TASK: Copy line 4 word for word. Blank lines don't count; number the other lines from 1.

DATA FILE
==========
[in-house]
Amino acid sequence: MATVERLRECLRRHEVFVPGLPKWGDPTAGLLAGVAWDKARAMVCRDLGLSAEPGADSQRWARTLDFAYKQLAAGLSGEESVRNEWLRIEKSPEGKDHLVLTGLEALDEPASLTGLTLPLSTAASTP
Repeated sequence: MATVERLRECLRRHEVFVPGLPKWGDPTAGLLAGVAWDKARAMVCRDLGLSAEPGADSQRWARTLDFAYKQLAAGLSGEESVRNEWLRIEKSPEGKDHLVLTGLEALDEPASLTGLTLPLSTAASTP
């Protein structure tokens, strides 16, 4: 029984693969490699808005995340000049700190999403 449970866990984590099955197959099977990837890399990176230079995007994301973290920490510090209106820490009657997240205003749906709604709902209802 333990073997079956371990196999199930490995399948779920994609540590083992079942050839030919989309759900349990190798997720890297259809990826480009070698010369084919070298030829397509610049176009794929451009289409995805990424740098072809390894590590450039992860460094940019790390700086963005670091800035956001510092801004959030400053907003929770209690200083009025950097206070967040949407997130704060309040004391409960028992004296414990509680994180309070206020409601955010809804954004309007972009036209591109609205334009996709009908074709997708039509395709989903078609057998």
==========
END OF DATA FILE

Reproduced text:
């Protein structure tokens, strides 16, 4: 029984693969490699808005995340000049700190999403 449970866990984590099955197959099977990837890399990176230079995007994301973290920490510090209106820490009657997240205003749906709604709902209802 333990073997079956371990196999199930490995399948779920994609540590083992079942050839030919989309759900349990190798997720890297259809990826480009070698010369084919070298030829397509610049176009794929451009289409995805990424740098072809390894590590450039992860460094940019790390700086963005670091800035956001510092801004959030400053907003929770209690200083009025950097206070967040949407997130704060309040004391409960028992004296414990509680994180309070206020409601955010809804954004309007972009036209591109609205334009996709009908074709997708039509395709989903078609057998």